Supplements are a good idea for people who don’t eat fish or eggs. Taking an omega-3 supplement instead of eating fish can cut down on toxins because fish often contain mercury and PCBs.
It’s important to get omega-3s from either food or supplements. You can get omega-3s in one of three ways:
• Docosahexaenoic acid (DHA) is a long-chain fatty acid that comes from fatty fish.
• Eieosapentaenoic acid (EPA) is a long-chain fatty acid that is found in fatty fish and also some algae.
• Alpha-linolenic acid (ALA) is a short-chain fatty acid that comes from plant-based foods like tofu, flaxseed and walnuts.
It should not be too hard for vegetarians to get the recommended dose of Alpha-linolenic acid (ALA), which is 800 to 1,100 mg daily. More sources of ALA include: canola oil, soybean oil, vegetable oil, beans and legumes.
Flaxseed and flaxseed oil are really good for vegetarians trying to get the recommended daily dose of ALA. There is 1,600 mg of ALA in one tablespoon of ground flaxseed.
Two tablespoons of walnuts can provide you with 1,100 mg of ALA omega-3s. In just 4 ounces of tofu you will get 360 mg of ALA.
According to nutritionists, increasing your consumption of omega-3s lowers your chances of developing heart disease.
EPA and DHA are omega-3 fatty acids that come from marine sources. There is a great deal of research that proves the benefits of EPA and DHA for your heart. The recommended daily dose for EPA and DHA fatty acids are between 250 mg to 500 mg.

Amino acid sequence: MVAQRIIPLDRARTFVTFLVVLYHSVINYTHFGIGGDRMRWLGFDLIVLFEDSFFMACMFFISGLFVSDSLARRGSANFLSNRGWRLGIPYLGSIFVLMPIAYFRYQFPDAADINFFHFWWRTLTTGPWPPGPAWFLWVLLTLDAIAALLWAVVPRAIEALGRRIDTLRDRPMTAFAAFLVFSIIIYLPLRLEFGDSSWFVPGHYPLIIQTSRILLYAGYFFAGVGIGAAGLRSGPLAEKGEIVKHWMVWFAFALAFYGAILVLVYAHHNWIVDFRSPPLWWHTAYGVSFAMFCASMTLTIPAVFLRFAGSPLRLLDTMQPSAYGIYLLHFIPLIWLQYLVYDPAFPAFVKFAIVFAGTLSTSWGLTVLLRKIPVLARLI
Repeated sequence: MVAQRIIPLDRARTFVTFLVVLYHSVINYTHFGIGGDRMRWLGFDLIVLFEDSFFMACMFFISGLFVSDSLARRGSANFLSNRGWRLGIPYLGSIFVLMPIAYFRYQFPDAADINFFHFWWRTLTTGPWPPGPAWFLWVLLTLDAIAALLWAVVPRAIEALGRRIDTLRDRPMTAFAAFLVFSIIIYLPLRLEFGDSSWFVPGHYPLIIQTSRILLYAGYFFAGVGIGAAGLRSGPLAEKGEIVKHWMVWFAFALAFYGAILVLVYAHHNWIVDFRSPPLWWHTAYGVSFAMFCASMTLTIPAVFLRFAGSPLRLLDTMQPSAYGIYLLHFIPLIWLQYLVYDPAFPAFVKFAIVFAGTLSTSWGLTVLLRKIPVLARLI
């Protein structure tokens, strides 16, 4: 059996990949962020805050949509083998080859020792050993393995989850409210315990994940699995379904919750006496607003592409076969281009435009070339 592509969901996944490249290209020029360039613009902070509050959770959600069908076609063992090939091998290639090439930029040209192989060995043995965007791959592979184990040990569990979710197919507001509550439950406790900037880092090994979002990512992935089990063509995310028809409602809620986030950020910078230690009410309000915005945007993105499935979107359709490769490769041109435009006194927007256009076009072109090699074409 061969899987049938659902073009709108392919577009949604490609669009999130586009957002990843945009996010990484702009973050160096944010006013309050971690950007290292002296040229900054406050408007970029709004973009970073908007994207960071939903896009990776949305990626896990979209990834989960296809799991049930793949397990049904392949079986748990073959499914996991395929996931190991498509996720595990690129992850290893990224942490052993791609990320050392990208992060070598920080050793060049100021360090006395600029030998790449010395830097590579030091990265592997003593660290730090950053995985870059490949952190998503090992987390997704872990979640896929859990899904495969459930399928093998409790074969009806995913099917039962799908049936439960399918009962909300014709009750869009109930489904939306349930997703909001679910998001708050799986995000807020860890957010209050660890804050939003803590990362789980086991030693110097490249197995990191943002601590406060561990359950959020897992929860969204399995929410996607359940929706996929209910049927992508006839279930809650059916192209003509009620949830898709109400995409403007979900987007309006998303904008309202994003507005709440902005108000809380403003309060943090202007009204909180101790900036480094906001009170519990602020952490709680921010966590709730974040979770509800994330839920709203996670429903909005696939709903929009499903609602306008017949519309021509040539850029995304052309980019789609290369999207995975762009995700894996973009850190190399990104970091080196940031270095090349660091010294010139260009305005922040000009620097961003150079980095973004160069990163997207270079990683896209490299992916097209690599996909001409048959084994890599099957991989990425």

EPA and DHA also come in the form of supplements. DHA can come in the vegetarian-friendly form of micro-algae.
Fortified foods that are often a great source of all three omega-3s are eggs, bread, juice, margarine and peanut butter.
ALA consumption increases DHA and EPA production.
Omega-6 and 9
Omega-6 is another essential fatty acid that, just like omega-3, needs to come from your diet or supplements.
Getting enough omega-6 is not as much of a concern for vegetarians and vegans because it comes in many plant-based forms. There is omega-6 in grapeseed oil, sunflower oil, walnut oil, corn oil, sesame oil and soybean oil.
Omega-6 reduces pain, reduces inflammation, helps arthritis, improves bone health, lowers blood pressure and reduces chances of heart attack.
Omega-9 is not as important as omega-3 and omega-6 because it can be produced by the body.
Good sources of omega-9 are canola oil, olive oil, nut oils, safflower oil and almonds.
Plant-based sources include: fortified cereals and milk alternatives, sunshine and supplements.
Your body needs vitamin D to help absorb calcium which helps with bone growth.
Researchers are finding that vitamin D might be helpful in treating osteoporosis, flu, heart disease, high blood pressure, depression, diabetes, cancer, chronic pain and autism.
There are blood tests to determine if you are vitamin D deficient but, if you live in a northern climate, it’s safe to assume you are and need a supplement.
Get 2,000 IU a day.
Talk to your doctor about taking vitamin D because it could interact with prescription medication.
There was a study in 2007 that showed that people taking a daily vitamin D supplement had 7% less chance of death than people who were not.